If you are making a blend, use around 20mls of carrier oil and add 6-8 drops of essential oil (for example if you were using 3 essential oils you would use 2 drops of each oil). You can use more carrier oil for a full body massage, depending on how big or small the client is, or how dry or oily their skin is.
There are three purity categories of essential oils, which are Absolute, Pure and Blends. Absolute is obtained when a vacuum using a liquid solvent in a closed apparatus yields a solid substance called a concrete. This concrete which is essential oil, natural waxes and colour is washed with alcohol to remove the waxes, leaving a thick liquid which is the absolute. Pure essential oils are oils that are not adulterated and have been extracted using methods that leave them without traces of solvent, waxes etc. Blends are adulterated oils which should not be used for therapy, as they may contain synthetic materials or be made from various oils mixed together.
Three methods of extracting essential oils are Enfleurage, Masceration and Expression.
Enfleurage is where flower heads are placed on a glass sheet covered with purified fat until all the oil is absorbed into the fat. This is repeated with fresh flower heads until the fat is saturated with the essential oils. The fat is then called “pomade” and can be used as perfume or ointment. These days we tend to dissolve the pomade in alcohol. The essential oils go into the alcohol, the fat content separates from the oils and we heat the alcohol which then evaporates to leave the pure essential oils.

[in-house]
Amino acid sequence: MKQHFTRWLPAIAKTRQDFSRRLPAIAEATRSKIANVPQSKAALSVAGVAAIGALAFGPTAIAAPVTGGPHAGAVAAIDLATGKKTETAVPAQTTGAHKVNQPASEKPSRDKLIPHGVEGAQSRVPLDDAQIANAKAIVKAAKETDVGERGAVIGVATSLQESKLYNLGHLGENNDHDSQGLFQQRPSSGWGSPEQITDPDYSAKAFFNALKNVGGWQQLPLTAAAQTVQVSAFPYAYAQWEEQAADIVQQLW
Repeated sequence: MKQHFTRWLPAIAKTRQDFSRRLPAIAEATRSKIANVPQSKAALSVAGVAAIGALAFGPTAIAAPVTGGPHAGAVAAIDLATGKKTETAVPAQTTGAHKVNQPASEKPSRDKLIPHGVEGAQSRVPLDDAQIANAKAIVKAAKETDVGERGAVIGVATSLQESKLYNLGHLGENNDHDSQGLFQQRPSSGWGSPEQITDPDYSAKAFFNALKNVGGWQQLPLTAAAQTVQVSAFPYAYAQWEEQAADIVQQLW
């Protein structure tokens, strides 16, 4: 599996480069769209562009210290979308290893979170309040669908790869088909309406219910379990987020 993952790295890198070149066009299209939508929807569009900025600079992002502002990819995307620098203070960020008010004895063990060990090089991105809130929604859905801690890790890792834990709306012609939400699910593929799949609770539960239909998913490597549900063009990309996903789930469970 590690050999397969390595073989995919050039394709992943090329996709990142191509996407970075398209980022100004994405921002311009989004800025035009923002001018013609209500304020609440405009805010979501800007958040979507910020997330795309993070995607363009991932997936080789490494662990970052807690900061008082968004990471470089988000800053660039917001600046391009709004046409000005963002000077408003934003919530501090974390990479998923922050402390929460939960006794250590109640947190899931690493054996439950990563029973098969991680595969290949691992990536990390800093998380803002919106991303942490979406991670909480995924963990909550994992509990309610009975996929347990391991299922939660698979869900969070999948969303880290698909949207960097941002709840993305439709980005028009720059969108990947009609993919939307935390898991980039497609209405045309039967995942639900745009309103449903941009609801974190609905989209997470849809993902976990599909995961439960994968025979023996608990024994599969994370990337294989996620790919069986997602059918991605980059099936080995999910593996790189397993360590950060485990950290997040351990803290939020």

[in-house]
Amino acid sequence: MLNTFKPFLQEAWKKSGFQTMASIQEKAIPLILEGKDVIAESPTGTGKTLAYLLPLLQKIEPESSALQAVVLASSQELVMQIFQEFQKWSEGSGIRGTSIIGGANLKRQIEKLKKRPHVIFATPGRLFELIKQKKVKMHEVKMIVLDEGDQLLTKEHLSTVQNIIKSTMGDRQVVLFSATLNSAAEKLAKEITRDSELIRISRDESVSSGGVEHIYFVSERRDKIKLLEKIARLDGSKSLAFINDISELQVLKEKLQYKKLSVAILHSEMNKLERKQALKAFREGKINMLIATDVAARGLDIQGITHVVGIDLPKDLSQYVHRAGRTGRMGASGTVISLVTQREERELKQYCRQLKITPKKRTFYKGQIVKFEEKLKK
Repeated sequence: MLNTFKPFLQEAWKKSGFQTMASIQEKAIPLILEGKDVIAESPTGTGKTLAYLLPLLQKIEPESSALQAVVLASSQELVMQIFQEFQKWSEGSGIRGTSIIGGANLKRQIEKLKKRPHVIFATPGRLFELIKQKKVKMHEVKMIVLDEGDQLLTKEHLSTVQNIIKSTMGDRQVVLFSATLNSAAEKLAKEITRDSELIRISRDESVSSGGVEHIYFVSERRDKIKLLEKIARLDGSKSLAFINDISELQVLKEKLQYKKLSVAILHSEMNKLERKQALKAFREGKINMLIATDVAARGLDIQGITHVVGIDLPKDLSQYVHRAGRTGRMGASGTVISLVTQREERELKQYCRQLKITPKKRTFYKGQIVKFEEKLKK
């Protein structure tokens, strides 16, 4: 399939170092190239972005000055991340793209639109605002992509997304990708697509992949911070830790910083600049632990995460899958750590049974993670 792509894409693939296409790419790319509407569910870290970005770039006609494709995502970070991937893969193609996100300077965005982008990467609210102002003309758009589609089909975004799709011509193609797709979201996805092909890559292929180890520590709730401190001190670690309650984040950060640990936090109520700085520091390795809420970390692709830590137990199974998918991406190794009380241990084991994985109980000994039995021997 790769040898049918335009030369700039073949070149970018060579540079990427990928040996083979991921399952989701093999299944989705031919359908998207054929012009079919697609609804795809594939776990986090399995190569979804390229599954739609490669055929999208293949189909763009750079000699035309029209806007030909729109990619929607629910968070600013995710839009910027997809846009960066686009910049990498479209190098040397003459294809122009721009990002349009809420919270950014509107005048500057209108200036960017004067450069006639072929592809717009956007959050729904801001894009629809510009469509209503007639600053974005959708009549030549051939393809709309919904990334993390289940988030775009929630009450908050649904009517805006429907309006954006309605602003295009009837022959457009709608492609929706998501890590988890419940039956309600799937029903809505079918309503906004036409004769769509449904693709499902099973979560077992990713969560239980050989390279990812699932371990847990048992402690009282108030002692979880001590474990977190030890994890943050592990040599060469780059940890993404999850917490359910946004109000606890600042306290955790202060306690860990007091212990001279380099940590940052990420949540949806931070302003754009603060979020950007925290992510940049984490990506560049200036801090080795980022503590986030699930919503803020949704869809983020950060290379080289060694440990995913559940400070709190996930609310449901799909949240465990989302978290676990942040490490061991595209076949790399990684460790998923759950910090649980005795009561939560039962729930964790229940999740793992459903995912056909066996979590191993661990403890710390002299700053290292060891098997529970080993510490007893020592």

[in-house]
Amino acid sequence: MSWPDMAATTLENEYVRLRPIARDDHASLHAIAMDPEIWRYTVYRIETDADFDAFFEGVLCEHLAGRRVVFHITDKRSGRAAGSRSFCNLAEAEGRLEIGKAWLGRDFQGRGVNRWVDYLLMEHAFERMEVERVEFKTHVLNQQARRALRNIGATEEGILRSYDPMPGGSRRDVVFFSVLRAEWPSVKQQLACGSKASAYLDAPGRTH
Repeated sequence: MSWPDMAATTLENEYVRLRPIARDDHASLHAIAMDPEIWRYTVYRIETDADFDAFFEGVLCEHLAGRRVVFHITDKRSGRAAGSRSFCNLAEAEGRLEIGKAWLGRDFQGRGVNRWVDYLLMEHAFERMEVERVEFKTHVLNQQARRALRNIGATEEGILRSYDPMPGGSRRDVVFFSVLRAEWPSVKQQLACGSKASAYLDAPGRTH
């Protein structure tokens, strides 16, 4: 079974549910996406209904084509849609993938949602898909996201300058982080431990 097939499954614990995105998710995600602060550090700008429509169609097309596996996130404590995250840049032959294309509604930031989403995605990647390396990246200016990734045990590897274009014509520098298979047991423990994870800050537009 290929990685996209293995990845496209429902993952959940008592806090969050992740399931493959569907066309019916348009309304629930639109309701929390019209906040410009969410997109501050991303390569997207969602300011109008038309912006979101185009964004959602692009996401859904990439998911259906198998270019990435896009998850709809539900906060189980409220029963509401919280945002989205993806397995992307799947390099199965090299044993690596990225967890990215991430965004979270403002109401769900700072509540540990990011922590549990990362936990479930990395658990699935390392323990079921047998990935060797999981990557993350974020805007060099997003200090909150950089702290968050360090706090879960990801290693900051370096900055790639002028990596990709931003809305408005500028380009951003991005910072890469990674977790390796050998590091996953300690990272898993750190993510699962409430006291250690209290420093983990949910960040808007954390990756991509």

Masceration is similar to Enfleurage except the flowers or leaves are crushed to rupture the oil cells first before they are added to the vegetable oil or purified fat, which is then put in a warm place so that it can absorb the essential oils. This is repeated until the oil or fat is saturated with the essential oils. The vegetable oil can be used for massage and the fat can be treated with alcohol to obtain pure essential oil.
Expression is where essential oils are extracted from plants by squeezing them with the hands.
Four types of massage that can be used during an Aromatherapy Massage are Effleurage, Petrissage, Tapotement and Friction. Effleurage is a stroking movement that should always be done towards the heart. It is very soothing and calming and is used to improve circulation and relax the muscles. Petrissage is a kneading action which can help to get rid of adhesions from the tissues. It can reach the deeper layers of the muscles that other forms of massage can’t reach. Tapotement is a type of Percussion, such as hacking and tapping that can help improve the interchange of fluid by bringing the blood nearer to the surface of the body. Friction is where the fingers are used in small circular movements to press on underlying tissues. This can help to break down rheumatic or fatty nodules or knots. It can also help to release tension and bring pain relief.
I hope you have enjoyed this lovely insight into the world of Aromatherapy!
Compiled by Catherine Robson of Angelic Light